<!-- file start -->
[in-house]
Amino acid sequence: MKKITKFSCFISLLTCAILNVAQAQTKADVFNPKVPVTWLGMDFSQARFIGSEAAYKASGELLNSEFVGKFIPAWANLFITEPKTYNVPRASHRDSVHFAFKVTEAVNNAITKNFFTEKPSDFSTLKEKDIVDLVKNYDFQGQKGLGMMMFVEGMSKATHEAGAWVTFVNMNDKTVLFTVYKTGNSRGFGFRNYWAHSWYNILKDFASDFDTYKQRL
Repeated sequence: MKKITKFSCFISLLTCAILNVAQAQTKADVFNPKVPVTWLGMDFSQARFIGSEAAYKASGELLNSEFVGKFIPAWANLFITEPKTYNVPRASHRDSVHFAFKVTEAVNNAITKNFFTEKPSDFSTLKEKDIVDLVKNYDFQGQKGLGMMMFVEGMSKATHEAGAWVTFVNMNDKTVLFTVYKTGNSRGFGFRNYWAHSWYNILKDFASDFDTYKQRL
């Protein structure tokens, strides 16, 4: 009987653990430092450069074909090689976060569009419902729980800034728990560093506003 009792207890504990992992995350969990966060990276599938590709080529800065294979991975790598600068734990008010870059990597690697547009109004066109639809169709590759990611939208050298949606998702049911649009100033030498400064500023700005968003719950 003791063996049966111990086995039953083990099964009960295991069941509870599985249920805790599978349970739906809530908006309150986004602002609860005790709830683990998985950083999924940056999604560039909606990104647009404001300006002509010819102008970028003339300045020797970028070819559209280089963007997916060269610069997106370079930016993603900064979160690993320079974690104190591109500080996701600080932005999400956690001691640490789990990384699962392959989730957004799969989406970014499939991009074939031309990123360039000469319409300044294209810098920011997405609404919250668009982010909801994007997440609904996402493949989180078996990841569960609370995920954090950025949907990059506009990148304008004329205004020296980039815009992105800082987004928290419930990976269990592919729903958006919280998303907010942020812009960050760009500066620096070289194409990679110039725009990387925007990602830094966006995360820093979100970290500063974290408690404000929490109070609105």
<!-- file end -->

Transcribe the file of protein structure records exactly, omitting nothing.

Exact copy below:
[in-house]
Amino acid sequence: MKKITKFSCFISLLTCAILNVAQAQTKADVFNPKVPVTWLGMDFSQARFIGSEAAYKASGELLNSEFVGKFIPAWANLFITEPKTYNVPRASHRDSVHFAFKVTEAVNNAITKNFFTEKPSDFSTLKEKDIVDLVKNYDFQGQKGLGMMMFVEGMSKATHEAGAWVTFVNMNDKTVLFTVYKTGNSRGFGFRNYWAHSWYNILKDFASDFDTYKQRL
Repeated sequence: MKKITKFSCFISLLTCAILNVAQAQTKADVFNPKVPVTWLGMDFSQARFIGSEAAYKASGELLNSEFVGKFIPAWANLFITEPKTYNVPRASHRDSVHFAFKVTEAVNNAITKNFFTEKPSDFSTLKEKDIVDLVKNYDFQGQKGLGMMMFVEGMSKATHEAGAWVTFVNMNDKTVLFTVYKTGNSRGFGFRNYWAHSWYNILKDFASDFDTYKQRL
């Protein structure tokens, strides 16, 4: 009987653990430092450069074909090689976060569009419902729980800034728990560093506003 009792207890504990992992995350969990966060990276599938590709080529800065294979991975790598600068734990008010870059990597690697547009109004066109639809169709590759990611939208050298949606998702049911649009100033030498400064500023700005968003719950 003791063996049966111990086995039953083990099964009960295991069941509870599985249920805790599978349970739906809530908006309150986004602002609860005790709830683990998985950083999924940056999604560039909606990104647009404001300006002509010819102008970028003339300045020797970028070819559209280089963007997916060269610069997106370079930016993603900064979160690993320079974690104190591109500080996701600080932005999400956690001691640490789990990384699962392959989730957004799969989406970014499939991009074939031309990123360039000469319409300044294209810098920011997405609404919250668009982010909801994007997440609904996402493949989180078996990841569960609370995920954090950025949907990059506009990148304008004329205004020296980039815009992105800082987004928290419930990976269990592919729903958006919280998303907010942020812009960050760009500066620096070289194409990679110039725009990387925007990602830094966006995360820093979100970290500063974290408690404000929490109070609105």